Number of Ugandans accessing electricity outpaces population growth: Energy Progress reports
The number of Ugandans accessing electricity outpaced the country’s population growth rate between 2010 and 2020, according to International Energy Agency (IEA), United Nations Statistics Division (UNSD), World Bank WHO Tracking SDG7: The Energy Progress Report 2022.
According to the report, of the top 20 access deficit countries in Sub–Saharan Africa, Kenya and Uganda scored the greatest gains, increasing their annual access by 5.2 and 3 percentage points respectively, states the report.
To arrive at the conclusion, the five custodian agencies’ team subtracted the access rate of year one from that of year two then divided the result by year two’s minus year one’s.
The report adds that measuring access to electricity enables governments to appreciate the status of access and to efficiently implement the 2030 Agenda.
The Chairman UMEME Limited attributed the development to the company’s ability to Umeme’s high investment the distribution system, leading to a fourfold increase in the customer base to 1.6 million customers, which he said has focused on creating electricity demand through industrial production, productive use of electricity and new customer connections.
"We have doubled our electricity sales to 3,500 gigawatt hours, reduced energy losses from 27.3 per cent in 2011 to 18 per cent today, maintained our collection rates at 99 per cent and rolled out prepaid metering to 99 per cent of the 1.6 million domestic customers and invested in innovative technologies and digital solutions for service and business operations” he said
He added that the growth is driven by investments in grid expansion, connections, reduction in energy losses and increased generation capacity. Growing sales reduces deemed energy costs and contributes to overall tariff reduction
Agenda 2030 encompasses Sustainable Development Goal 7, which seeks to increase access to affordable, reliable, sustainable and modern energy for all by 2030.
Increasing access to clean energy is in line with Uganda’s third National Development Plan.
The government now funds the construction of renewable power generation stations like Karuma and Isimba whose tariffs are not more than five American cents (Sh182) per unit.
It introduced declining block rates for the large and the extra–large industrial users, it implements a lifeline tariff band for household consumption, introduced a cooking tariff to nudge many households to use electricity to cook and has seen to the refinancing of Bujagali Energy Limited’s debts.
Utilities Umeme, Uganda’s main power distributor, the Uganda Electricity Transmission Company Limited and the Uganda Electricity Distribution Company Ltd are putting up more substations to reduce distances between the end users and the grid and are investing in thicker cables to minimise the loss of energy in the form of heat and transportation over long distances.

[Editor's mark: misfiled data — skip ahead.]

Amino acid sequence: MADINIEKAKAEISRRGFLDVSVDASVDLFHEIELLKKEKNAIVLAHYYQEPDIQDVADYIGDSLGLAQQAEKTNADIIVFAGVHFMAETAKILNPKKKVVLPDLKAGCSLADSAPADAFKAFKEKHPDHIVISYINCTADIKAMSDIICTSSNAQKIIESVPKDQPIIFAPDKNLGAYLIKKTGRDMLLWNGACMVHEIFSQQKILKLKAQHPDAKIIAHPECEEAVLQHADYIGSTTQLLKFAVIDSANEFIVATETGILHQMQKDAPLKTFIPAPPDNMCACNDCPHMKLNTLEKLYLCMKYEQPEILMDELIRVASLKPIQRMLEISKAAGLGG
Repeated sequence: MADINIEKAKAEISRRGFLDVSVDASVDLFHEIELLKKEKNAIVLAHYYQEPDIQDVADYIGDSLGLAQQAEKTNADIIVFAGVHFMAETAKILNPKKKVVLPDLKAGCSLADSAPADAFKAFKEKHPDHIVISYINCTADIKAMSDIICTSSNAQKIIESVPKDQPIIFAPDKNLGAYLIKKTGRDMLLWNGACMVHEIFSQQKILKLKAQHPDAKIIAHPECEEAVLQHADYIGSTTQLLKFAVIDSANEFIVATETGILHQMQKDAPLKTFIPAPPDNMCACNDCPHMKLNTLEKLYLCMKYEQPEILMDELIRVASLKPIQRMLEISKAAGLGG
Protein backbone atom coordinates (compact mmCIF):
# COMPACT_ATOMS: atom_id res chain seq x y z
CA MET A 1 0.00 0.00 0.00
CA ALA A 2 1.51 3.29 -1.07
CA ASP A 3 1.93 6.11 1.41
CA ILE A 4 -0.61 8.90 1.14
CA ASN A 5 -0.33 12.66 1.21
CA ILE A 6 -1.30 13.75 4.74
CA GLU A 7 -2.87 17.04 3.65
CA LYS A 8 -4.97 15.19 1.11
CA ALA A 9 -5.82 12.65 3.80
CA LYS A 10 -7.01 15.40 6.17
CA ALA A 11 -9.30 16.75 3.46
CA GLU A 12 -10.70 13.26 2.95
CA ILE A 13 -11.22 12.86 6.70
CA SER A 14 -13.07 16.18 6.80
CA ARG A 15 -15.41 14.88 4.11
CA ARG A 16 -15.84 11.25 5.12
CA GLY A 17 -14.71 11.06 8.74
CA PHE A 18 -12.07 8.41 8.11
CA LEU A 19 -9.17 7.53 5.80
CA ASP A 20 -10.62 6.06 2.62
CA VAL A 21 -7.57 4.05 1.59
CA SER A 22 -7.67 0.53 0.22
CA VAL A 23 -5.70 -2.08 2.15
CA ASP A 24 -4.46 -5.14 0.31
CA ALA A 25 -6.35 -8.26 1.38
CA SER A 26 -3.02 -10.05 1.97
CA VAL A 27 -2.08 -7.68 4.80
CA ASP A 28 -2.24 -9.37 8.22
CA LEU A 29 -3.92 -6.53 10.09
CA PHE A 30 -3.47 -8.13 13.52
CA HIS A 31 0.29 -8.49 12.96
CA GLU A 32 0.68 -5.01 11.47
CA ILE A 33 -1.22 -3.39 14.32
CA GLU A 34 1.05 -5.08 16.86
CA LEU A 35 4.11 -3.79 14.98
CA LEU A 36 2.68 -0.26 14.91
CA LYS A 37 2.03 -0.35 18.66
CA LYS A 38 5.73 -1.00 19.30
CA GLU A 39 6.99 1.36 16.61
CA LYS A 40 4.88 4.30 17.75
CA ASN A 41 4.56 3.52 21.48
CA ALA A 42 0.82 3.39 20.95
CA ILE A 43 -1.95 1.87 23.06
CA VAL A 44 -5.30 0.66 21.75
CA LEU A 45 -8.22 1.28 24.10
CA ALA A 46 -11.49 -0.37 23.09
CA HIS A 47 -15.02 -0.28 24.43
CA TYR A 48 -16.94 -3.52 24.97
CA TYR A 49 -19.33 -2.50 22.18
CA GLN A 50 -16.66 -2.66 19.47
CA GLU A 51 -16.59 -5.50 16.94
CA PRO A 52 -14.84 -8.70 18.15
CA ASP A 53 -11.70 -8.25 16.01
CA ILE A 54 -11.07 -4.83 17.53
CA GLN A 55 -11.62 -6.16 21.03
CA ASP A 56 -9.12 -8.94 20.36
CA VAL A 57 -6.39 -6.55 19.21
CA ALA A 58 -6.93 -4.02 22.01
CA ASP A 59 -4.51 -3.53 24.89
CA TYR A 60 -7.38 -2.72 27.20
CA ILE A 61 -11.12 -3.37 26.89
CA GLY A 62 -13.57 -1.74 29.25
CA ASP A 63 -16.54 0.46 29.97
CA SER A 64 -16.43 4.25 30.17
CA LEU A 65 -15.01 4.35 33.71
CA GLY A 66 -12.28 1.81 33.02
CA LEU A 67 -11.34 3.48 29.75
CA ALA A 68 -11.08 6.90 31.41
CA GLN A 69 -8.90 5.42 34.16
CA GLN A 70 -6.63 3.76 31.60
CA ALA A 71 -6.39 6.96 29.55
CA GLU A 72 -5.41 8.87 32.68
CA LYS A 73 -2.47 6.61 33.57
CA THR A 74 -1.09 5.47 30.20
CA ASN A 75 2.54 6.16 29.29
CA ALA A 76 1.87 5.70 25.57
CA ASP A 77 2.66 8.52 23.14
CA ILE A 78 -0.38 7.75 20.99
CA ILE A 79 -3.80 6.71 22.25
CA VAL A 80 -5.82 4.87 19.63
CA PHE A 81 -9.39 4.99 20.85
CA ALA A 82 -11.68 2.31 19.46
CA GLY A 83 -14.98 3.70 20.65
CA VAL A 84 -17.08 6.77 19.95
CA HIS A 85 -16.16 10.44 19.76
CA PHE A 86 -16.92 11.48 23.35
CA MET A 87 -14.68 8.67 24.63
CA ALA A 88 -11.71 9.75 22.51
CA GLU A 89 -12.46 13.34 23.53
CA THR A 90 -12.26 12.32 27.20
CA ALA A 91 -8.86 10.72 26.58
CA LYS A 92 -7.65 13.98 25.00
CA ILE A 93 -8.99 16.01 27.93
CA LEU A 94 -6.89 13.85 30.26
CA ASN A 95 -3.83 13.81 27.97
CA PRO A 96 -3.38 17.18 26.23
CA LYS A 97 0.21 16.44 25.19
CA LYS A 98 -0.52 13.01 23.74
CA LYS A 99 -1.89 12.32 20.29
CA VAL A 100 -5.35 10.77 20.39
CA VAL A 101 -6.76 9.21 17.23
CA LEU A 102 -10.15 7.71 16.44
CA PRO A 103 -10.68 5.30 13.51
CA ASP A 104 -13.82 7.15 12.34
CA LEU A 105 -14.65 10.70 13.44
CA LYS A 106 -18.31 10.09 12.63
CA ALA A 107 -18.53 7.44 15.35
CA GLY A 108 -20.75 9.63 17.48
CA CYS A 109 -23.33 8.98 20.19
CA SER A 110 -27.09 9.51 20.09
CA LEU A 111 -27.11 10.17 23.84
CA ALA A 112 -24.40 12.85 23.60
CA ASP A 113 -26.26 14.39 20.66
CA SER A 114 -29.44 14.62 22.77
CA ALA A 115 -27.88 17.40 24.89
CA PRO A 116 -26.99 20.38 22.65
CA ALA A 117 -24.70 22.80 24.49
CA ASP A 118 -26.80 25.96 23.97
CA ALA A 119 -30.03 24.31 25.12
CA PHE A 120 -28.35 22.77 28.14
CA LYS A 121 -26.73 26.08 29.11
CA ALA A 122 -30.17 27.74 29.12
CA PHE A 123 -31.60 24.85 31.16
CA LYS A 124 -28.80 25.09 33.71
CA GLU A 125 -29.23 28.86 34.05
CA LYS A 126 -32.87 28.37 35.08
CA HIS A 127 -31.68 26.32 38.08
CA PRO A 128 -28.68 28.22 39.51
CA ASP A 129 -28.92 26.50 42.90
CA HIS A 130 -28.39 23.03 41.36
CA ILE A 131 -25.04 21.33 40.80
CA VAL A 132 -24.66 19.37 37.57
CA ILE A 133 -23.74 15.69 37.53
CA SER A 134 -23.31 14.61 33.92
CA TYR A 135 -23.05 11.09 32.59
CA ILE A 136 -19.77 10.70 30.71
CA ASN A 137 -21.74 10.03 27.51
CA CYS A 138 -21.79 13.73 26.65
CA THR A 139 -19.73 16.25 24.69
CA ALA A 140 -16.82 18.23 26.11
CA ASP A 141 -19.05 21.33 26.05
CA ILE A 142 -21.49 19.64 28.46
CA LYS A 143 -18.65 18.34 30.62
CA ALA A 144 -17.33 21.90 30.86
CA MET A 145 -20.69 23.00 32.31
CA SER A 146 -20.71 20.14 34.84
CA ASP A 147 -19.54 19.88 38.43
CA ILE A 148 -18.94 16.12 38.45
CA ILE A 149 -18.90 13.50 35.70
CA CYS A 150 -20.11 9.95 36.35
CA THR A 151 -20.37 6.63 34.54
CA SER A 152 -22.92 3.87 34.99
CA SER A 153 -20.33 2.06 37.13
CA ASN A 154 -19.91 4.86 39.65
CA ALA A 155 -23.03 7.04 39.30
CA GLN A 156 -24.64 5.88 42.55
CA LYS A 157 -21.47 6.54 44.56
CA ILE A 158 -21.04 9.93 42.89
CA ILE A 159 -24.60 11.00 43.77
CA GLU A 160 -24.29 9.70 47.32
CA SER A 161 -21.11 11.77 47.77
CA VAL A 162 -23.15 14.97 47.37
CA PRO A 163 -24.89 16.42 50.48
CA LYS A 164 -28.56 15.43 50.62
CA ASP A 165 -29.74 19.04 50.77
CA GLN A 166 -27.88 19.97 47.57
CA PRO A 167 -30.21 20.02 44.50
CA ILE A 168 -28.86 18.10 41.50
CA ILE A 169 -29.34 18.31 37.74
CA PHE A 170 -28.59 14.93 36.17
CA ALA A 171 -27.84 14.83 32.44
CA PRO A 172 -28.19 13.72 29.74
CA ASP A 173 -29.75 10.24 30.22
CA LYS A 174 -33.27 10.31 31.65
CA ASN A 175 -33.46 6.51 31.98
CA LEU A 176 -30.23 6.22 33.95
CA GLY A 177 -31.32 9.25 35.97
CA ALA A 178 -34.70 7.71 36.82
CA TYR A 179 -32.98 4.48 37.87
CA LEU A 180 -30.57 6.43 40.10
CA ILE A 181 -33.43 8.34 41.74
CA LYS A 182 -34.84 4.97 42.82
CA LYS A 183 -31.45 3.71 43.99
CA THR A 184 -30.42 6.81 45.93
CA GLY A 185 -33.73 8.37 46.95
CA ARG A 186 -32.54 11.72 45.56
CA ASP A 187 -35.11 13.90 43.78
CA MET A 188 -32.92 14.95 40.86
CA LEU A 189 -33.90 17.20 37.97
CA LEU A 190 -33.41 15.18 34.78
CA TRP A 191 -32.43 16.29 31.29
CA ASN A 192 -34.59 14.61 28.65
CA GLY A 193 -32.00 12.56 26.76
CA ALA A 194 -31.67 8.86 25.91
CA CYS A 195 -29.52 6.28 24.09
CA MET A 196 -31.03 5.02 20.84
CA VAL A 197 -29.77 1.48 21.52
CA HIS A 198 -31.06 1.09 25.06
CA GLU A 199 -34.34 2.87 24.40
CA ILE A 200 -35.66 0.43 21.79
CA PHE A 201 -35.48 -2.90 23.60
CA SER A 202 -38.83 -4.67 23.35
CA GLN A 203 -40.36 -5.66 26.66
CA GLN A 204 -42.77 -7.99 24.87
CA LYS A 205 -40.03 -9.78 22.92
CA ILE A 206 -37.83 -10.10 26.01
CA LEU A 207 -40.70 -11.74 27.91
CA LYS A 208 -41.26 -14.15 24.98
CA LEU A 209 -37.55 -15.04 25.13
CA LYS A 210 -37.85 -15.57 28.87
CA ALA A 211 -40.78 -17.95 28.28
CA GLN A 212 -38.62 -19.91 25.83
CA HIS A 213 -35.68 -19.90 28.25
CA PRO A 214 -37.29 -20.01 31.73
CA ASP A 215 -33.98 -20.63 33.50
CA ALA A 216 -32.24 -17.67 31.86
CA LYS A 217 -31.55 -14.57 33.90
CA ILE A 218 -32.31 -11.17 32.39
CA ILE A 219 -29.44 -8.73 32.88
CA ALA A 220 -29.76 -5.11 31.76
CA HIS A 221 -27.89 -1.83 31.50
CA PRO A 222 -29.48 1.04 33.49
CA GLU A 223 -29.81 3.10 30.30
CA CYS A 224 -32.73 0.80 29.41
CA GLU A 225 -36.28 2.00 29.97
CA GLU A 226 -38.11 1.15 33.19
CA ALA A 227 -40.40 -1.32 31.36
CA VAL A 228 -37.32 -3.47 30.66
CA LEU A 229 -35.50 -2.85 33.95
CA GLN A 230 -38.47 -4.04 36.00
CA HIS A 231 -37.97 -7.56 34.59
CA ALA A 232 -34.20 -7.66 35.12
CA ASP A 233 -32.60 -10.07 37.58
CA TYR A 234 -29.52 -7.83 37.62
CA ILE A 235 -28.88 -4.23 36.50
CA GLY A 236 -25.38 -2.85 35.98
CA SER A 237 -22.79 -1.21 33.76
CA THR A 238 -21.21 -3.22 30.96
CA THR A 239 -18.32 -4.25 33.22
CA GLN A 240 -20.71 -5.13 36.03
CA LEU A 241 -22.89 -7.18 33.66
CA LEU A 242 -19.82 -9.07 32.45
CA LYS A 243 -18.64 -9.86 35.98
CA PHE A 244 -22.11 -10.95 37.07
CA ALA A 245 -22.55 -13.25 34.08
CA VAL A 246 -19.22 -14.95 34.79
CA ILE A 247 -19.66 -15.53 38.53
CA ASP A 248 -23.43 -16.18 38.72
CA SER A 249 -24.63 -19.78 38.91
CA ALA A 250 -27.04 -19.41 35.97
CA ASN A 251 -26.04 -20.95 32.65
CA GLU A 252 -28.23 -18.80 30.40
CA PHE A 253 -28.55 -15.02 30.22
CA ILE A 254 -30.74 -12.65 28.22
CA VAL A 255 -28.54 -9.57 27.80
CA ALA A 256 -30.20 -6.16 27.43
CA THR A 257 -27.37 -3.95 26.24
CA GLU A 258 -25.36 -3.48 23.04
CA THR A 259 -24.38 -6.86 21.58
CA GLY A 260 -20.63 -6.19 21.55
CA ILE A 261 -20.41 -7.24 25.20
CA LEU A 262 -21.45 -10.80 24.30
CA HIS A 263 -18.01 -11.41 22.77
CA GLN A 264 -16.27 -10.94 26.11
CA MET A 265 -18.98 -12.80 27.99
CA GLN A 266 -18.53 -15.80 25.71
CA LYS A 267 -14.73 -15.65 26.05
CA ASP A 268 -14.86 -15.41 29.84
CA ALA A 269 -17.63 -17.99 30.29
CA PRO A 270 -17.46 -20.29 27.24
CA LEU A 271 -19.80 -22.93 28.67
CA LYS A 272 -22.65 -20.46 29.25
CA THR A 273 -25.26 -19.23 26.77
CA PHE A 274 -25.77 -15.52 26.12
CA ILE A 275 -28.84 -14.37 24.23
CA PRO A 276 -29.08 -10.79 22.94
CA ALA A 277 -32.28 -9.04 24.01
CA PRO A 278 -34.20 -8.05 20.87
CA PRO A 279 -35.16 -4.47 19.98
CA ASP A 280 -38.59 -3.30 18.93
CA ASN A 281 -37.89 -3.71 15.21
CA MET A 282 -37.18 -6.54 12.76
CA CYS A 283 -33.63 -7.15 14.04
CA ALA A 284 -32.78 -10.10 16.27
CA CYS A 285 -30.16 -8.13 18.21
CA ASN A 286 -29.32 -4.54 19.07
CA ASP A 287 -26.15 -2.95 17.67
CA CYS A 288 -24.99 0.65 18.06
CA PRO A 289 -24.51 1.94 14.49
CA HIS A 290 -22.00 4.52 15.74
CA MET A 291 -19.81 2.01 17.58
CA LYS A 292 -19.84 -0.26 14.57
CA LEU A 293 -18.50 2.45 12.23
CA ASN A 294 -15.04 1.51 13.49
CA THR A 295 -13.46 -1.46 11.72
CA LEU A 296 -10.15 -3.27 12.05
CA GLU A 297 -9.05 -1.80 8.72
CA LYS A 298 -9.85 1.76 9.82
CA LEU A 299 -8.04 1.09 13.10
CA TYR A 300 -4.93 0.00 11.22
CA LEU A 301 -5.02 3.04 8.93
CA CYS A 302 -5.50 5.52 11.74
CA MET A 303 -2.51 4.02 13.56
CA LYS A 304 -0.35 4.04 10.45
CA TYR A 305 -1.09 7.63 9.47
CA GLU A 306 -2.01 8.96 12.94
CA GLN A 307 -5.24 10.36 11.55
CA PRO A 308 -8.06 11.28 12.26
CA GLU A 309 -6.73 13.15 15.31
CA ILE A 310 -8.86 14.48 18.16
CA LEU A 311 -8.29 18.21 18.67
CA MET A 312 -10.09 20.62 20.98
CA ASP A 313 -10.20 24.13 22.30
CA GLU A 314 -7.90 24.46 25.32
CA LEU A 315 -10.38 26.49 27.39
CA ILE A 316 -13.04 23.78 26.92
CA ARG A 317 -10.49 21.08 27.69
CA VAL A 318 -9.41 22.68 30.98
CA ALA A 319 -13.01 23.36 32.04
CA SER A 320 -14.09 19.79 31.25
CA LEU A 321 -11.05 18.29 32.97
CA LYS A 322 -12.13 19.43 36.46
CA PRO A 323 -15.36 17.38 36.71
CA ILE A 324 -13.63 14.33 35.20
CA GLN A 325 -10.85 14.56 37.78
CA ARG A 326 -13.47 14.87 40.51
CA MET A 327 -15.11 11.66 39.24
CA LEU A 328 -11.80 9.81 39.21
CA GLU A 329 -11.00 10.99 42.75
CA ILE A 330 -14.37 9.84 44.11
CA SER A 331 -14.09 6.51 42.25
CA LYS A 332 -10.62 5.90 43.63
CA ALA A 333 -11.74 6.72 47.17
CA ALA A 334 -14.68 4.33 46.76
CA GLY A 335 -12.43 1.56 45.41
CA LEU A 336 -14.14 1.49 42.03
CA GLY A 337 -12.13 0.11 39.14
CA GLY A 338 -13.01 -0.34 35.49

They are also engaging communities on the need to fight the stealing of electricity and vandalism of electricity infrastructure.
These initiatives go a long way in ensuring more units of power being available over which the electricity sector’s costs can be spread.
Holding the sector’s costs constant, the more units available, the lower the per unit prices (tariffs).
To increase access, the government is implementing the Electricity Connections Policy (ECP), through which electricity distributors should connect 300,000 households to the power grid each year through to 2027.
Between November 2018, when it launched ECP, and June last year (2021), the distributors made over 300,000 extra connections, with Umeme making close to 90 per cent of the connections.
The March 2020 outbreak of COVID-19, a respiratory infection, however, slowed Uganda.
The government redirected some of funds that would have gone to free connections to checking the spread of COVID–19.
It later implored applicants who could afford the cost reflective connection charges to embrace customer–funded connections.
The government has since engaged international development partners such as the African Development Bank (AfDB) and the World Bank over ECP.
In August 2021, AfDB provided Uganda with resources to make 87,500 connections.
And in March 2022, the World Bank committed US$568 million (Sh2 trillion) towards Uganda’s Electricity Access Scale-up Project (EASP), which it says is intended to increase the proportion of households, commercial enterprises, industrial parks, and public institutions accessing electricity.
Up to 900,000 households will be connected to the electricity grid under the EASP, which the government says will run until 2027.
Uganda’s average household size is five, thus 900,000 additional connections would mean more 4.5 million persons on top of the current 8.5 million accessing the national power grid by 2027.
But with just under eight years left to achieve SDG 7.1, the report states, governments and the international community face the challenge of drastically increasing the pace of progress in a context of uncertainty and transition towards net–zero energy systems.
It says the global electricity access rate needs to increase by 0.9 percentage points each year to achieve universal access by 2030 and warns that if the current global growth trend of 0.5 percentage points persists, it would derail the progress towards attaining the target.
Access to electricity unlocks many economic opportunities such as business, enable many pupils and students to study into the night, hospitals and patients to preserve medicines that would go to waste without power.
Additionally, power and improves many households’ quality of life by enabling them to power their consumer electronics such as smartphones, television sets and microwaves, among others.